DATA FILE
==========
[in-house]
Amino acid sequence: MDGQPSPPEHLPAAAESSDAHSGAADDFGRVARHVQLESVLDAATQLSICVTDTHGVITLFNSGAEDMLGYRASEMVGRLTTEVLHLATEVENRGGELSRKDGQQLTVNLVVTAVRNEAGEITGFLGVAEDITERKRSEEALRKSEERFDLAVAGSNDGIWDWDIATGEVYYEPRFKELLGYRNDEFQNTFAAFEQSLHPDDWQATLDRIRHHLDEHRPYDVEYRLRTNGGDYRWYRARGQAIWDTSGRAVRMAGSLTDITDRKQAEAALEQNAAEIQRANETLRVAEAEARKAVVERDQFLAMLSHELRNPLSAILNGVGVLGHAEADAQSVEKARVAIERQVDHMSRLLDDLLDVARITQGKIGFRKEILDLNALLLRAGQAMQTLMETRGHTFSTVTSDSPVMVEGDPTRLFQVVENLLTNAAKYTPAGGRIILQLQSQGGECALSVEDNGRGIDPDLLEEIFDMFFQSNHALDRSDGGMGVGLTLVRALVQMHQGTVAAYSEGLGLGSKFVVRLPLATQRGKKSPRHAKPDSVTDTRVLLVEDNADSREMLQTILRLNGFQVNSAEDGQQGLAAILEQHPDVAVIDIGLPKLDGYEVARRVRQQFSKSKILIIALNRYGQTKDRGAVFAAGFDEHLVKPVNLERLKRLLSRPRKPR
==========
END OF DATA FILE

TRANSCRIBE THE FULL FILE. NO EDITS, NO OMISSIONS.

[in-house]
Amino acid sequence: MDGQPSPPEHLPAAAESSDAHSGAADDFGRVARHVQLESVLDAATQLSICVTDTHGVITLFNSGAEDMLGYRASEMVGRLTTEVLHLATEVENRGGELSRKDGQQLTVNLVVTAVRNEAGEITGFLGVAEDITERKRSEEALRKSEERFDLAVAGSNDGIWDWDIATGEVYYEPRFKELLGYRNDEFQNTFAAFEQSLHPDDWQATLDRIRHHLDEHRPYDVEYRLRTNGGDYRWYRARGQAIWDTSGRAVRMAGSLTDITDRKQAEAALEQNAAEIQRANETLRVAEAEARKAVVERDQFLAMLSHELRNPLSAILNGVGVLGHAEADAQSVEKARVAIERQVDHMSRLLDDLLDVARITQGKIGFRKEILDLNALLLRAGQAMQTLMETRGHTFSTVTSDSPVMVEGDPTRLFQVVENLLTNAAKYTPAGGRIILQLQSQGGECALSVEDNGRGIDPDLLEEIFDMFFQSNHALDRSDGGMGVGLTLVRALVQMHQGTVAAYSEGLGLGSKFVVRLPLATQRGKKSPRHAKPDSVTDTRVLLVEDNADSREMLQTILRLNGFQVNSAEDGQQGLAAILEQHPDVAVIDIGLPKLDGYEVARRVRQQFSKSKILIIALNRYGQTKDRGAVFAAGFDEHLVKPVNLERLKRLLSRPRKPR